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Density without walkability

I had heard of “dense sprawl” and “density without walkability” in the past, but before spending a week in Jerusalem last month, I had never really lived through these problems.

My parents (who I was staying with) rented a unit in a high-rise condo complex called Holyland Tower.  Although Holyland Tower was the tallest building in the area, there were numerous mid-rise buildings, and lots of two-and three-story apartment and condo buildings.  While walking through the idea, I saw nothing resembling a single-family home.  In sum, this area was a pretty dense neighborhood in a pretty dense city (Jerusalem’s overall density is roughly comparable to that of the city of San Francisco).

Michael Lewyn | January 1, 2012, 3pm PST
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I had heard of "dense sprawl" and "density without walkability" in the past, but before spending a week in Jerusalem last month, I had never really lived through these problems.

My parents (who I was staying with) rented a unit in a high-rise condo complex called Holyland Tower.  Although Holyland Tower was the tallest building in the area, there were numerous mid-rise buildings, and lots of two-and three-story apartment and condo buildings.  While walking through the idea, I saw nothing resembling a single-family home.  In sum, this area was a pretty dense neighborhood in a pretty dense city (Jerusalem's overall density is roughly comparable to that of the city of San Francisco).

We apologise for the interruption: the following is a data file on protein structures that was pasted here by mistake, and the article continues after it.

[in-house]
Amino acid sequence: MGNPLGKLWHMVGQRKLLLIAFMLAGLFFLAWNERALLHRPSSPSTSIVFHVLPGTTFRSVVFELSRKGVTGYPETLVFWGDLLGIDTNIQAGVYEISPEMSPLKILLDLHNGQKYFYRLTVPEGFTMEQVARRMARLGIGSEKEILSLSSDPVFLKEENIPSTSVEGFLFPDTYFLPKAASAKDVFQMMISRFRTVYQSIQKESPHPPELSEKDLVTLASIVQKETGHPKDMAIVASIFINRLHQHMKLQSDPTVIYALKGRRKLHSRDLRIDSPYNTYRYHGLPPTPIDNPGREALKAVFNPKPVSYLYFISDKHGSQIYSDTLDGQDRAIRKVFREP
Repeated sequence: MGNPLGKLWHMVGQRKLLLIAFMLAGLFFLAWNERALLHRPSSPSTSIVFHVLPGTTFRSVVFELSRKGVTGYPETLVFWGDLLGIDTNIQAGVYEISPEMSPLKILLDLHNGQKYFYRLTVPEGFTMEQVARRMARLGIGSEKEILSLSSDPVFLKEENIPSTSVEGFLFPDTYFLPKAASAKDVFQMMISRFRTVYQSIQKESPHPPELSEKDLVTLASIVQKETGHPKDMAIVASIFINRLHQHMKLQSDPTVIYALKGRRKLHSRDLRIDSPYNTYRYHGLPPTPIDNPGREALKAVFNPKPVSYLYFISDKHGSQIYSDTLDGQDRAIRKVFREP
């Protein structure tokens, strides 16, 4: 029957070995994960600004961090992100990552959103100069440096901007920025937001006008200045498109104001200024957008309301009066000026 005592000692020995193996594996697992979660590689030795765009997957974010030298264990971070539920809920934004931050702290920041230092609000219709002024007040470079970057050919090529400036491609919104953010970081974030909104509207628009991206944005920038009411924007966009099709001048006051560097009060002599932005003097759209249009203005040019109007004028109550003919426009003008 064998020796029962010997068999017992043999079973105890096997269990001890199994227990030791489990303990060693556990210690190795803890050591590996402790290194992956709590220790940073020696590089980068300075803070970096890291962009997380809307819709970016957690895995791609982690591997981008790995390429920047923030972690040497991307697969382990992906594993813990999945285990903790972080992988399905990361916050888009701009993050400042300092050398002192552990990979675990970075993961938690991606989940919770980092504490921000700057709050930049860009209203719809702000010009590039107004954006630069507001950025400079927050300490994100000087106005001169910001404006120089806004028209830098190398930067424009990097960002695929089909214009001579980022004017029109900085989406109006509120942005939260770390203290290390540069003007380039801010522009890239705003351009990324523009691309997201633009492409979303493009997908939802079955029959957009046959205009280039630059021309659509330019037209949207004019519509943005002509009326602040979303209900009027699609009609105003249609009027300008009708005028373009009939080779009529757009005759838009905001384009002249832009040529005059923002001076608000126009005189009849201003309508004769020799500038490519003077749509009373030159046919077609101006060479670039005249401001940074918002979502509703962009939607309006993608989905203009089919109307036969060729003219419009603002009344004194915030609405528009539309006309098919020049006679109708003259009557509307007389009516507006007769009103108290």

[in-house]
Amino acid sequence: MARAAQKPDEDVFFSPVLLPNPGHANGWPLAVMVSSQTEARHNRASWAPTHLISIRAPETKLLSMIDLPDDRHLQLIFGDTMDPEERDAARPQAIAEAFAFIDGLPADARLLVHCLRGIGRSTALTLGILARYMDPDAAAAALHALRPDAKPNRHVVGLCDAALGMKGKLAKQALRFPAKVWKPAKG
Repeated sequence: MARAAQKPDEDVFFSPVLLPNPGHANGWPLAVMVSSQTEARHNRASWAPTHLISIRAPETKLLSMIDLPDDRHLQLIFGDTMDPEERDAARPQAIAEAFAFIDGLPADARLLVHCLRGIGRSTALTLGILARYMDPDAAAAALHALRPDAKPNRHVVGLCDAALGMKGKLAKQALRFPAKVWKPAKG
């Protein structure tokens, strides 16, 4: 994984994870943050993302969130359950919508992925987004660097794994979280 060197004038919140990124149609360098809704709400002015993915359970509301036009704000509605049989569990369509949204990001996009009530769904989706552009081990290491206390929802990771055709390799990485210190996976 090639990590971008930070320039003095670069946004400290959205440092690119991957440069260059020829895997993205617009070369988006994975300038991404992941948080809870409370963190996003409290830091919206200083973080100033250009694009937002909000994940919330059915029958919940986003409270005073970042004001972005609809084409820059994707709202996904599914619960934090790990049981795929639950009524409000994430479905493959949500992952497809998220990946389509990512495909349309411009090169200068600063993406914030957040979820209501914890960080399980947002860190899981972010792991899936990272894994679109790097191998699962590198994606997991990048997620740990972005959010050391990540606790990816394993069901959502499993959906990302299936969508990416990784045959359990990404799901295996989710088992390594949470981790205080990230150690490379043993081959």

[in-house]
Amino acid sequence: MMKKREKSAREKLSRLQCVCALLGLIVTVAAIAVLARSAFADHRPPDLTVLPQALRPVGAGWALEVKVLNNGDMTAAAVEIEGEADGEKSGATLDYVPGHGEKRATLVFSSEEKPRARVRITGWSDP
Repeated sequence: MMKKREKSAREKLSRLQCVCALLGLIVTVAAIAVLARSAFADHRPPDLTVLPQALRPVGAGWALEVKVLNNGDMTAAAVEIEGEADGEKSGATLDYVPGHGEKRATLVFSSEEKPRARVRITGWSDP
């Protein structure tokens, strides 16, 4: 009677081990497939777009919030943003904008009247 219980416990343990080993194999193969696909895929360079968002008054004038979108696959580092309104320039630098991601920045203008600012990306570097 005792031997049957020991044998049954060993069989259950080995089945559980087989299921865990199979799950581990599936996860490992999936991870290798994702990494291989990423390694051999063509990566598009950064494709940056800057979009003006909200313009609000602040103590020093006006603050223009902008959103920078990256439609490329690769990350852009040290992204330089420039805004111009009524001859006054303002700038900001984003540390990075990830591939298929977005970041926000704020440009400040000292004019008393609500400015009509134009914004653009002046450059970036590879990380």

But although the density supported walking, the design did not.  To find the area, go to Google Maps (maps.google.com) and go to a street called Avraham Perrera.  You will note that the street is in a section of looped streets that make the typical American cul-de-sac seem like a masterpiece of clarity.  As a result, very little of interest is within walking distance, and what is within walking distance is hard to find unless you know the area really, really, really well.

For example, the nearest restaurant is less than ¼ of a mile away as the crow flies, but is about two miles away in reality.  To get there, you have to go on five separate streets.  (To try it yourself, go to Google Maps and ask for directions from Avraham Perrera to 5 Hose San Martin).

Because the succession of street loops is so confusing, even places that are actually not very far are hard to find.  For example, after I was in Jerusalem for a week I discovered that there was in fact a small supermarket a ten or fifteen minute walk away, but because of the messy street design (and admittedly, the rough terrain as well) we were unaware of its existence.  By contrast, in a neighborhood with enough of a grid to distinguish commercial from residential streets, commercial destinations are easy to find.   Admittedly, grids are more difficult on hilly terrain such as that of Jerusalem.  But some American neighborhoods manage to combine walkability and hilly terrain- for example, most of San Francisco, as well as Philadelphia's Manayunk.

So what my Jerusalem neighborhood taught me was that with sufficiently poor street design, even a fairly compact neighborhood may be more confusing to navigate, and separate uses more aggressively, than some sprawling suburbs. 

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